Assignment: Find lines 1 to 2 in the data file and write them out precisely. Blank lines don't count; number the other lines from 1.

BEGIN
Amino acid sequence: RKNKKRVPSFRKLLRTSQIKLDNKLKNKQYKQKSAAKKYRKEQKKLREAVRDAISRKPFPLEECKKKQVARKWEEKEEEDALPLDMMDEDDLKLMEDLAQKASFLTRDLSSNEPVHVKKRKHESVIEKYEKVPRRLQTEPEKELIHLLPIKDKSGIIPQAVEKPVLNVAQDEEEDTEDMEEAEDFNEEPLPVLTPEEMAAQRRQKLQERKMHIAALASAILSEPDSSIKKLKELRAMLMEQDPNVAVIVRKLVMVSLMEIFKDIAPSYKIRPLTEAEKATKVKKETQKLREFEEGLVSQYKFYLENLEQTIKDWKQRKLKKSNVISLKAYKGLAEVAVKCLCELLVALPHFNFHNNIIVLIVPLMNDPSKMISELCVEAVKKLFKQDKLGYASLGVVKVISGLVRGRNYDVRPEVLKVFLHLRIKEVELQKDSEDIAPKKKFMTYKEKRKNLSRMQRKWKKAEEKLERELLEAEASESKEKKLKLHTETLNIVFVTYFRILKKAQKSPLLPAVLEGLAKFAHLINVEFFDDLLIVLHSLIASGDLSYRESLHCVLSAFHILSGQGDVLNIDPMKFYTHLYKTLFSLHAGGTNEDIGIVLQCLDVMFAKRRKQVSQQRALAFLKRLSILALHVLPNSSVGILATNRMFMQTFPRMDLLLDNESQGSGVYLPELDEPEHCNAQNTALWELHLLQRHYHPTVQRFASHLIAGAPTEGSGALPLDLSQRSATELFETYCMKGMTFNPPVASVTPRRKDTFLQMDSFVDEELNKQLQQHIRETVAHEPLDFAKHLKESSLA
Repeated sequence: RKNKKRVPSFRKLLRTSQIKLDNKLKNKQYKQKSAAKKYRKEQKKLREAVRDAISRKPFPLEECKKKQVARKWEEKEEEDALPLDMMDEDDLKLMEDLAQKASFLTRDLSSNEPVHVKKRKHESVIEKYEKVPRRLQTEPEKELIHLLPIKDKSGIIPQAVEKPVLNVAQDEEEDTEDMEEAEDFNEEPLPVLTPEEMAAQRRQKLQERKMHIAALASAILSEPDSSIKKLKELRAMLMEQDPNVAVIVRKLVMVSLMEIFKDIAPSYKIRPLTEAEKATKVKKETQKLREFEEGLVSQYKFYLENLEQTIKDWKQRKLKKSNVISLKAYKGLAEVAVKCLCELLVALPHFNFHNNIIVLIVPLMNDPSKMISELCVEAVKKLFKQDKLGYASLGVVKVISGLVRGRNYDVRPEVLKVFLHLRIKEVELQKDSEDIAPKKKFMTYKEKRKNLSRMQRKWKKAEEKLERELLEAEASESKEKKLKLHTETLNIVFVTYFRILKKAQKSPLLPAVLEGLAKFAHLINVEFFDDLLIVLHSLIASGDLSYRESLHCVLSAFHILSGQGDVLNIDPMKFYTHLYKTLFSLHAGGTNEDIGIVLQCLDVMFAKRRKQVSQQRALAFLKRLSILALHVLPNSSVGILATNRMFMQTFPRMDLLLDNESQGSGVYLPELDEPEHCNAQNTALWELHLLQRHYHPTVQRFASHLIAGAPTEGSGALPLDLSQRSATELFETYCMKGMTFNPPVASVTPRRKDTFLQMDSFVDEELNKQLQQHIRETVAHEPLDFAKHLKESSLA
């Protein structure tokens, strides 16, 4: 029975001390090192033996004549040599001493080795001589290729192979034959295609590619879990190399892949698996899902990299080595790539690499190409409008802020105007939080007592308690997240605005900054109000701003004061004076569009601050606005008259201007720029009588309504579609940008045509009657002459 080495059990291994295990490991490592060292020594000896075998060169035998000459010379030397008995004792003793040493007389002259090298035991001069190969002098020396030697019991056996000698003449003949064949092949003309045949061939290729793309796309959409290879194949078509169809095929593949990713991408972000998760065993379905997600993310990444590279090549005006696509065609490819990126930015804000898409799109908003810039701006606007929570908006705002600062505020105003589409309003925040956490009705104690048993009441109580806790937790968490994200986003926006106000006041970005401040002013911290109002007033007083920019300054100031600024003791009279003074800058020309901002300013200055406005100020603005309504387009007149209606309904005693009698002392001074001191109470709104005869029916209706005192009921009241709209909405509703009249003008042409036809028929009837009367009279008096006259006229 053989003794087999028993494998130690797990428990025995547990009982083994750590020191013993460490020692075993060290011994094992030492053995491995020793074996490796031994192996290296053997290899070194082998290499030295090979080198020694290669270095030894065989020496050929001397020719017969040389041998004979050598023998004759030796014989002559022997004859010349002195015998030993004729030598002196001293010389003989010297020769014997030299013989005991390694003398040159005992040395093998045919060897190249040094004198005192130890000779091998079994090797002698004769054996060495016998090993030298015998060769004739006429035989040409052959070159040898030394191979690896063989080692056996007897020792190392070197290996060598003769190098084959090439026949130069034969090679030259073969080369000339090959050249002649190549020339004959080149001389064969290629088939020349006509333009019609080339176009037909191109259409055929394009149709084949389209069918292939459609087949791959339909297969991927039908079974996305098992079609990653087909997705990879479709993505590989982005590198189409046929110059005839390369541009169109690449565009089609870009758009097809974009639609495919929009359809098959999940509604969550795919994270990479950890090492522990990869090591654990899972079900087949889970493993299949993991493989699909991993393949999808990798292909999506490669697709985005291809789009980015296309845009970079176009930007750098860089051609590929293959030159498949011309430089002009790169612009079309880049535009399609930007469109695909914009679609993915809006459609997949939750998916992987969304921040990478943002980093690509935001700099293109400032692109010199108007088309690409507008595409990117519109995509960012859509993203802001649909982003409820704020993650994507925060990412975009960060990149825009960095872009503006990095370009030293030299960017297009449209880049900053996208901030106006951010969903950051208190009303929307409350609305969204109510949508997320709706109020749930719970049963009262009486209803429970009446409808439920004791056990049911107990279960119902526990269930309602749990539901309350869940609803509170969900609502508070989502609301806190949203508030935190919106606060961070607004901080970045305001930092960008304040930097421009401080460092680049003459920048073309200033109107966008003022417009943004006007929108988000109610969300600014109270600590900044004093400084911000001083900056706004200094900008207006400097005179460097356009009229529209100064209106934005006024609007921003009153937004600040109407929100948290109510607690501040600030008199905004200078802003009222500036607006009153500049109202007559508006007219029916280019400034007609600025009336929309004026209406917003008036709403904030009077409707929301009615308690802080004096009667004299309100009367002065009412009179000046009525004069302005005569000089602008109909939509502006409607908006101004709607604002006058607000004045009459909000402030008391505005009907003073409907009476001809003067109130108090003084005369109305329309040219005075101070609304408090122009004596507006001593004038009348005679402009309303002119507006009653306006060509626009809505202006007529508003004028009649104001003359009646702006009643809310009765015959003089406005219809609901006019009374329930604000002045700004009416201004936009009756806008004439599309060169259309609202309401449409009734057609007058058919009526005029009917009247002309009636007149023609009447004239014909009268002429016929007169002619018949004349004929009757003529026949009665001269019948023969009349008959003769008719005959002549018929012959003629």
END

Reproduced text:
Amino acid sequence: RKNKKRVPSFRKLLRTSQIKLDNKLKNKQYKQKSAAKKYRKEQKKLREAVRDAISRKPFPLEECKKKQVARKWEEKEEEDALPLDMMDEDDLKLMEDLAQKASFLTRDLSSNEPVHVKKRKHESVIEKYEKVPRRLQTEPEKELIHLLPIKDKSGIIPQAVEKPVLNVAQDEEEDTEDMEEAEDFNEEPLPVLTPEEMAAQRRQKLQERKMHIAALASAILSEPDSSIKKLKELRAMLMEQDPNVAVIVRKLVMVSLMEIFKDIAPSYKIRPLTEAEKATKVKKETQKLREFEEGLVSQYKFYLENLEQTIKDWKQRKLKKSNVISLKAYKGLAEVAVKCLCELLVALPHFNFHNNIIVLIVPLMNDPSKMISELCVEAVKKLFKQDKLGYASLGVVKVISGLVRGRNYDVRPEVLKVFLHLRIKEVELQKDSEDIAPKKKFMTYKEKRKNLSRMQRKWKKAEEKLERELLEAEASESKEKKLKLHTETLNIVFVTYFRILKKAQKSPLLPAVLEGLAKFAHLINVEFFDDLLIVLHSLIASGDLSYRESLHCVLSAFHILSGQGDVLNIDPMKFYTHLYKTLFSLHAGGTNEDIGIVLQCLDVMFAKRRKQVSQQRALAFLKRLSILALHVLPNSSVGILATNRMFMQTFPRMDLLLDNESQGSGVYLPELDEPEHCNAQNTALWELHLLQRHYHPTVQRFASHLIAGAPTEGSGALPLDLSQRSATELFETYCMKGMTFNPPVASVTPRRKDTFLQMDSFVDEELNKQLQQHIRETVAHEPLDFAKHLKESSLA
Repeated sequence: RKNKKRVPSFRKLLRTSQIKLDNKLKNKQYKQKSAAKKYRKEQKKLREAVRDAISRKPFPLEECKKKQVARKWEEKEEEDALPLDMMDEDDLKLMEDLAQKASFLTRDLSSNEPVHVKKRKHESVIEKYEKVPRRLQTEPEKELIHLLPIKDKSGIIPQAVEKPVLNVAQDEEEDTEDMEEAEDFNEEPLPVLTPEEMAAQRRQKLQERKMHIAALASAILSEPDSSIKKLKELRAMLMEQDPNVAVIVRKLVMVSLMEIFKDIAPSYKIRPLTEAEKATKVKKETQKLREFEEGLVSQYKFYLENLEQTIKDWKQRKLKKSNVISLKAYKGLAEVAVKCLCELLVALPHFNFHNNIIVLIVPLMNDPSKMISELCVEAVKKLFKQDKLGYASLGVVKVISGLVRGRNYDVRPEVLKVFLHLRIKEVELQKDSEDIAPKKKFMTYKEKRKNLSRMQRKWKKAEEKLERELLEAEASESKEKKLKLHTETLNIVFVTYFRILKKAQKSPLLPAVLEGLAKFAHLINVEFFDDLLIVLHSLIASGDLSYRESLHCVLSAFHILSGQGDVLNIDPMKFYTHLYKTLFSLHAGGTNEDIGIVLQCLDVMFAKRRKQVSQQRALAFLKRLSILALHVLPNSSVGILATNRMFMQTFPRMDLLLDNESQGSGVYLPELDEPEHCNAQNTALWELHLLQRHYHPTVQRFASHLIAGAPTEGSGALPLDLSQRSATELFETYCMKGMTFNPPVASVTPRRKDTFLQMDSFVDEELNKQLQQHIRETVAHEPLDFAKHLKESSLA